Although our city employees are among the best paid in the county, this raise and benefit package is long overdue. You get what you pay for and, frankly, Tustin residents have gotten a whole lot more the past few years. Hopefully, there is no dissent among the city council over this contract. Let’s hope our sworn officers in TPD do as well.
The only other interesting entry on the agenda is Item 14, Appointment of Replacement Successor Agency Board Member. Councilwoman Beckie Gomez is resigning her position on the board for personal reasons (We have an email in to her but haven’t received a reply). Although the staff report says the city council can appoint anyone, my bet is it will be another member of the council, likely Dr. Bernstein. Any bets?
Apologies for being MIA the past few weeks. We’ve had family business to take care of and, as most of you know, the blog is a passion not a career. In any case, there hasn’t been much happening politics wise during the first part of June. I hope everyone enjoyed the Annual Chili Cookoff and the Tustin Police Open House. Both events are highlights of our town Tustin. On to the business at hand.
As far as activity, there will probably be more for the Tustin City Council to do during Closed Session(s) than during the Open Session meeting. The city council will consider several possible exposures to litigation plus the current litigation with the state over RDAs.
It looks like City Manager Jeff Parker will don his negotiator hat to work on several parcels of Legacy property as well. Under negotiation is price and terms.
On the Regular Meeting Agenda, a presentation will be made to the city for last year’s Comprehensive Annual Financial Report (they are rather pretty). Pamela Arends-King and her cadre deserve a lot of credit for keeping the finances straight in our town.
The sole Public Hearing Item 1, is on rate increases for solid waste. In other words, the monopolistic CR&R is asking for a rate increase to haul our trash. Locked into a ten year contract, we don’t have much choice unless the city council finds a majority protest. That’s not likely considering Mayor pro tem John Nielsen is in their pocket. Citizens could fill the council chambers to overflowing and they would still vote the rate increase.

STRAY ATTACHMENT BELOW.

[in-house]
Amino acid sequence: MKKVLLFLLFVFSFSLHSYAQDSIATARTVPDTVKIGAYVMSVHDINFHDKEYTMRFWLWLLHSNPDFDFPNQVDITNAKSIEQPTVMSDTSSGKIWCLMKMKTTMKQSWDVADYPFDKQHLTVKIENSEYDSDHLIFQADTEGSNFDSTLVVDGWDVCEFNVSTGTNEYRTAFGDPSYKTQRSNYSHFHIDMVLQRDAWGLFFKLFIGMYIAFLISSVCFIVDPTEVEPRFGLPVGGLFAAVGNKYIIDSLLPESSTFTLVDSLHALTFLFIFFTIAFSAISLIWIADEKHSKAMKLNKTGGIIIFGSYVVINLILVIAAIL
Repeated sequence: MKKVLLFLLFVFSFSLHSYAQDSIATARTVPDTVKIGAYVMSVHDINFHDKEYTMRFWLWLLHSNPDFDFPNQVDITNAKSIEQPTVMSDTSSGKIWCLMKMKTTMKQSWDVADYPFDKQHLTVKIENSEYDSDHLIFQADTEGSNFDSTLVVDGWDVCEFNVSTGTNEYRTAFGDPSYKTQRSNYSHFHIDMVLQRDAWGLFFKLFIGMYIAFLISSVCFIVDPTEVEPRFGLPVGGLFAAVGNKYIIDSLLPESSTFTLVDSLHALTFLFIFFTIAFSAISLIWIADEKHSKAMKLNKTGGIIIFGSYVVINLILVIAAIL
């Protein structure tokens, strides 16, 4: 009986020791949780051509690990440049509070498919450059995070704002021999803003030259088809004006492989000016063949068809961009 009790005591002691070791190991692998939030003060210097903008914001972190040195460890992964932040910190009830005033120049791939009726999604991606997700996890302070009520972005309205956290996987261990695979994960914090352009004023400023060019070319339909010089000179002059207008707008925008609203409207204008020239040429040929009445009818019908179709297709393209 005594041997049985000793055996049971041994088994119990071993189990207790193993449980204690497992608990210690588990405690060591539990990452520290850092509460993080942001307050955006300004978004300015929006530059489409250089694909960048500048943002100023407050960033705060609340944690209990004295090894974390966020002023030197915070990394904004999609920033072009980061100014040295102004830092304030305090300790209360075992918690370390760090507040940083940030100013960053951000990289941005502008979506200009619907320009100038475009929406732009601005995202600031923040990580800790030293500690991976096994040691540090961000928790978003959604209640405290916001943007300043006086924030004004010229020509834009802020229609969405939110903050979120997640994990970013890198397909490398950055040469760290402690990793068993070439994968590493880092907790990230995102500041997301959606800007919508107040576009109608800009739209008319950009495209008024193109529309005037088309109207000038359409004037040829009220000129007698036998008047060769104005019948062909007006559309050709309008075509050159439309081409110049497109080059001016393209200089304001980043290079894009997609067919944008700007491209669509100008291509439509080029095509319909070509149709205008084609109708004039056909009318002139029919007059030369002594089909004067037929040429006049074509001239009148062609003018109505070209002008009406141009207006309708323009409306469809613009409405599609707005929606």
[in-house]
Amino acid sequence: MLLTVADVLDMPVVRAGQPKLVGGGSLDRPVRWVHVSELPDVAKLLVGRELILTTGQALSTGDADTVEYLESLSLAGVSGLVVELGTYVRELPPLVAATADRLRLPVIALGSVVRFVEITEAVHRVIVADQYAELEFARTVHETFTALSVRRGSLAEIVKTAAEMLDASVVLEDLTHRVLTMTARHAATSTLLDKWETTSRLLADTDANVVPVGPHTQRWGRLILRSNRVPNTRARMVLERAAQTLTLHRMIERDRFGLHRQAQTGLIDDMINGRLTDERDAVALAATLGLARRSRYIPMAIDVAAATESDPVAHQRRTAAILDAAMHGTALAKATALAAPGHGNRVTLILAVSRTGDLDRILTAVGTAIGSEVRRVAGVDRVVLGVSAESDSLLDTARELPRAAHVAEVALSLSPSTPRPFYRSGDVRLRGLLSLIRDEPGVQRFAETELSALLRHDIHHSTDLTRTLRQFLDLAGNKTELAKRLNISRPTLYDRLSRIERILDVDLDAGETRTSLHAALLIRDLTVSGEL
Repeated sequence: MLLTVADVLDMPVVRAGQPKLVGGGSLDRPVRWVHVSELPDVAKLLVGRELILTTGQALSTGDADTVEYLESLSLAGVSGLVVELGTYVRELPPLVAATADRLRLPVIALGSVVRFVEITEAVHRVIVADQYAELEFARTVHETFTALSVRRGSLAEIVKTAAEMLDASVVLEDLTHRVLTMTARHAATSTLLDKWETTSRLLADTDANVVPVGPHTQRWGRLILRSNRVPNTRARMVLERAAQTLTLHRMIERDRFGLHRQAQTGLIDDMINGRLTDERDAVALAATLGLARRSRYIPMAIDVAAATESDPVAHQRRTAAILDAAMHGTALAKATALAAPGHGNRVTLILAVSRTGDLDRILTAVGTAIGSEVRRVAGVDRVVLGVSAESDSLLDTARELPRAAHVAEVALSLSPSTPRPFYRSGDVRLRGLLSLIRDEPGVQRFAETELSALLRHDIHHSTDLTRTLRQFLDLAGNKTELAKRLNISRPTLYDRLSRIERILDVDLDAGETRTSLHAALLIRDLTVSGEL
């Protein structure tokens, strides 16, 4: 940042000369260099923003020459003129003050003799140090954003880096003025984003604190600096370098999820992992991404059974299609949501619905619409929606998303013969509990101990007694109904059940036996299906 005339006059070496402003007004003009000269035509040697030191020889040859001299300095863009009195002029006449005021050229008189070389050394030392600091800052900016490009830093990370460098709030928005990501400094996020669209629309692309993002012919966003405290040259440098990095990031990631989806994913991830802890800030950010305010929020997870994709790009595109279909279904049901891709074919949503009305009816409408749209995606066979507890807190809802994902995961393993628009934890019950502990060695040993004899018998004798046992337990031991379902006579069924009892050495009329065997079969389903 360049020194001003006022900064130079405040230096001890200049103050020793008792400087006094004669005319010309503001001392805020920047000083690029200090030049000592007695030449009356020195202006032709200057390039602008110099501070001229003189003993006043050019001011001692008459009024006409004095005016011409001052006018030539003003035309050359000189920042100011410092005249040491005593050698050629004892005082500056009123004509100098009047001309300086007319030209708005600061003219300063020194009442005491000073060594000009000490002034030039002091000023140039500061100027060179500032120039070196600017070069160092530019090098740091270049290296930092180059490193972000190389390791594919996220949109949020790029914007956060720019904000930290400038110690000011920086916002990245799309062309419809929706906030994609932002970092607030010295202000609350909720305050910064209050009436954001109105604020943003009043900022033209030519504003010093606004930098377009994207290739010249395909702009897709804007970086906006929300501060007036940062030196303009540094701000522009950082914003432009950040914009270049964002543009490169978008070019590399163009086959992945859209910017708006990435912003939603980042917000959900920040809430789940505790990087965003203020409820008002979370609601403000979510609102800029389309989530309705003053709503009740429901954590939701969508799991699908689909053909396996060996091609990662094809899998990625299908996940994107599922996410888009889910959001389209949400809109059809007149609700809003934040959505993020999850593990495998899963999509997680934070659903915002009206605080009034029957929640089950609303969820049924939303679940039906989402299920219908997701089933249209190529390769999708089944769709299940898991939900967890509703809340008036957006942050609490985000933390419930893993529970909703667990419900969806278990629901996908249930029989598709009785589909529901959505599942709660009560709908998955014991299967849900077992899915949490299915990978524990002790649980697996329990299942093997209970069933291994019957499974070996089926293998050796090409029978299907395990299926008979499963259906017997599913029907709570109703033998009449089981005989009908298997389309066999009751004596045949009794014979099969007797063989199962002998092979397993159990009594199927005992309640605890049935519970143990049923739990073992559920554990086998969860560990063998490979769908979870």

The Consent Calendar holds no surprises with the usual items listed for approval. Tustin PD is asking to destroy certain records no longer needed for investigative purposes. Nothing to see here, move along….
Under Regular Business, Item 9- Budget Appropriations and Salary Schedule, the council will be asked to approve three resolutions for the city, housing authority and salary schedule for the coming year. Not much to see at this time other than general budget items. You can see the resolution and appropriations here.
Likewise, Items 10, Appropriation Limit for Fiscal Year 2015-2016, and Item 11, Successor Agency Resolution No. 1502, are budget items that set limits and other issues for the city and the Successor Agency to the defunct Redevelopment Agency. I know the city council holds out hope for successful litigation on RDAs but, let’s face it- they were play toys for the conservative branch that did little more than dole out corporate welfare. Goodbye and good riddance.
If there is anything of real interest on the agenda, it is the final Closed Session meeting. Labor negotiations are in full swing and it looks like there may be lots to talk about. Sales tax and other revenue are up and the city future is looking good with development of the old base property in full swing. After all of the cuts and sacrifices our well paid employees have made (except for Jeff Parker who secured a pretty sweet deal when he came on board as the highest paid employee) they may deserve a bit of a raise. Let’s see how they fare this year.